More players going batty for tougher bats

Some swear that sugar maple baseball bats, harder and heavier than ash, make the ball fly.

For The Record

October 28, 2001|By Jon Morgan | Jon Morgan,Sun Staff

Those aren't bats swooping down from the belfries and rafters of Bank One Ballpark in Phoenix this weekend. Not the mammalian kind, anyway.

Those black, winged creatures you see perched on the bats being swung by at least two heavy hitters in this year's World Series are not Halloween decorations either. Like the famed Louisville Slugger oval on most major league bats, it is a logo -- for a tiny Canadian bat manufacturer that calls them "Sam Bats."

Carved since 1997 in a converted garage in Ottawa by carpenter Sam Holman, they are different in at least one other major way, too: They are made of Canadian sugar maple instead of the white ash used by just about every other maker of wooden bats, including industry giant Hillerich & Bradsby Co. of Louisville Slugger fame.

Some hitters swear they make the ball go farther. Among them is Barry Bonds, a devoted Sam batter who used them this year to bash 73 home runs and assume the throne of baseball's home-run king.

Holman got the idea of introducing unconventional lumber to the convention-bound sport at the library. He'd gone there after a chance encounter at a tavern with a friend, a baseball scout. Over beers, the scout had complained about the fragility of baseball bats. The average major leaguer goes through 70 to 100 of them each season, usually splintering them along the narrow handle.

He challenged Holman to use the knowledge he had acquired as a carpenter and stagehand for Ottawa's national theater to come up with something more durable.

Holman, who developed an interest in woodworking while whittling tiny race cars as a youth in South Dakota, found an old engineering text at Ottawa's transportation library. Included were charts on the properties of various types of wood.

Maple was not recommended for bridges, for example, because it doesn't stand up well to weather. But its density was higher than that of ash. That means maple is harder and heavier -- something Holman, a Little League washout and college English major, thought surely would aid batters.

"Most of them use bats that would be classified as a 1950 chassis," Holman says. "The batters are big engines, but they are driving a bat that is too big and too slow." (The bat maker followed Formula One racing, not baseball, as a youngster and still favors its metaphors.)

His first client was Joe Carter, an All-Star slugger then playing for the Toronto Blue Jays. Carter liked the bats so much he brought a bunch to spring training the next year, 1998, after he was signed by the Orioles. He convinced his teammate, Cal Ripken Jr., to give one a try in batting practice.

"Cal missed with his first four swings, and then hit one all the way to the Ft. Lauderdale airport," Holman says.

Ripken wasn't sold on the new wood, but others were intrigued. The Orioles became the first team to order a gross of Sam Bats.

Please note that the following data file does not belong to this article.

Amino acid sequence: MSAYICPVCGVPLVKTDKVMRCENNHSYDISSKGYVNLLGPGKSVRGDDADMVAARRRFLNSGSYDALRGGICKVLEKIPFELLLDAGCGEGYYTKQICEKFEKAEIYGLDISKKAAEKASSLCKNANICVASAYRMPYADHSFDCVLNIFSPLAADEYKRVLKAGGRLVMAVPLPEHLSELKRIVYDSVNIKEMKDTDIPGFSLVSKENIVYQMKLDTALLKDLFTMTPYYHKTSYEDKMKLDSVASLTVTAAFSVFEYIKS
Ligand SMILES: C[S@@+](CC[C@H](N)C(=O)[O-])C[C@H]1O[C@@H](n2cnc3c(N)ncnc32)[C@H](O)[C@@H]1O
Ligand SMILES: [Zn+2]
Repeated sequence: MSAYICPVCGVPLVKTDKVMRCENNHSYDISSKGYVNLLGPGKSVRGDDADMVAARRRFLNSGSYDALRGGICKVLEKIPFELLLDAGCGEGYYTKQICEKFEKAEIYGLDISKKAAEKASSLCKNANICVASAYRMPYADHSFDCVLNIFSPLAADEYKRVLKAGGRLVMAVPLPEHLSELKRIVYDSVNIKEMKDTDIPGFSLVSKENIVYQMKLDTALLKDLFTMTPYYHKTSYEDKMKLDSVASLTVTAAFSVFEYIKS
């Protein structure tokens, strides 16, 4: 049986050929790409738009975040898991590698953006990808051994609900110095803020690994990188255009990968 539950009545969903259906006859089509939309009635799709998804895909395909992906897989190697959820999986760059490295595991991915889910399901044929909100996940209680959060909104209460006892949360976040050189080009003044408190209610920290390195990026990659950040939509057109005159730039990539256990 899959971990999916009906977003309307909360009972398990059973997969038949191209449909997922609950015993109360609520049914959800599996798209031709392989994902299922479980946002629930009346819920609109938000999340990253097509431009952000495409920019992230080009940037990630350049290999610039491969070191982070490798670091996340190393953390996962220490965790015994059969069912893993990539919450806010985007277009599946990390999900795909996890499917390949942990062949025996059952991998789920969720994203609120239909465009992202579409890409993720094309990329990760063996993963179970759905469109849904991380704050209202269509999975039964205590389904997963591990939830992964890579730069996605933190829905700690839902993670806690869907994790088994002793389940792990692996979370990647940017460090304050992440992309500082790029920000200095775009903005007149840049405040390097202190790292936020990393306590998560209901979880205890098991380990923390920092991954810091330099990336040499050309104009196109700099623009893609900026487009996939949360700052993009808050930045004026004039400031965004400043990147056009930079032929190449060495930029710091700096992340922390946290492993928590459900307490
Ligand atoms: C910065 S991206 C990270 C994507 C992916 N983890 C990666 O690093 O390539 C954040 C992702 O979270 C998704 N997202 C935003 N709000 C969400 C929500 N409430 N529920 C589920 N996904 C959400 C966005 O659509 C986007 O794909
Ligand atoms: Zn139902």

This season, Holman's Original Maple Bat Co. provided bats to about 350 major leaguers. Among them: Yankees second baseman Alfonso Soriano and Diamondbacks outfielder Steve Finley. Yankees utility man Enrique Wilson is also a Sam Bat man; outfielder Paul O'Neill is a lapsed one, having gone back to ash.

Each Sam Bat is custom-made. They can be stained in a variety of colors, including red, green and iridescent black, and sell for $50 to $65 each, not including shipping. They can be ordered online at, and have been sanctioned by both Little League and Major League baseball.

Holman thinks the advantage of maple is simple. First, it is stronger, so a major leaguer can get through a season with as few as 25 bats. Also, because it is denser, it can be fashioned into a bat that achieves a desired weight with less diameter, meaning it can be swung faster and it will have a longer "sweet spot." That's the elusive spot on the bat where the inertia of the swing is most efficiently transferred to the ball.

Experts, though, aren't so sure. Robert Adair, a Yale University physicist and author of The Physics of Baseball, says, "I'm skeptical."

Maple is heavier, which may extend the sweet spot along the length of the bat. But the narrower barrel shortens the spot's height, creating a tradeoff, Adair says.

"The hardness," he says, "is not important."

University of Illinois at Urbana-Champaign physicist and sports science expert Alan M. Nathan says he would like to try bending some Sam Bats in a laboratory. He wonders if the narrower cut makes the bat bend back and spring forward more on contact with the ball, creating a "trampoline effect" that knocks the ball further.

"There might be some marginal advantage," Nathan says. "My guess is it made very little difference for Bonds."

Such skepticism has not deterred Holman. Two weeks ago, he moved his factory from the garage to an old bar in downtown Ottawa and is struggling to keep up with demand. Last year he sold 7,000 bats; this year, he's up to 20,000, and estimates he may sell as many as 300,000 bats by 2003.

"The future looks very bright for us if we can keep up," Holman says. "The good Lord put many trees in the forest."

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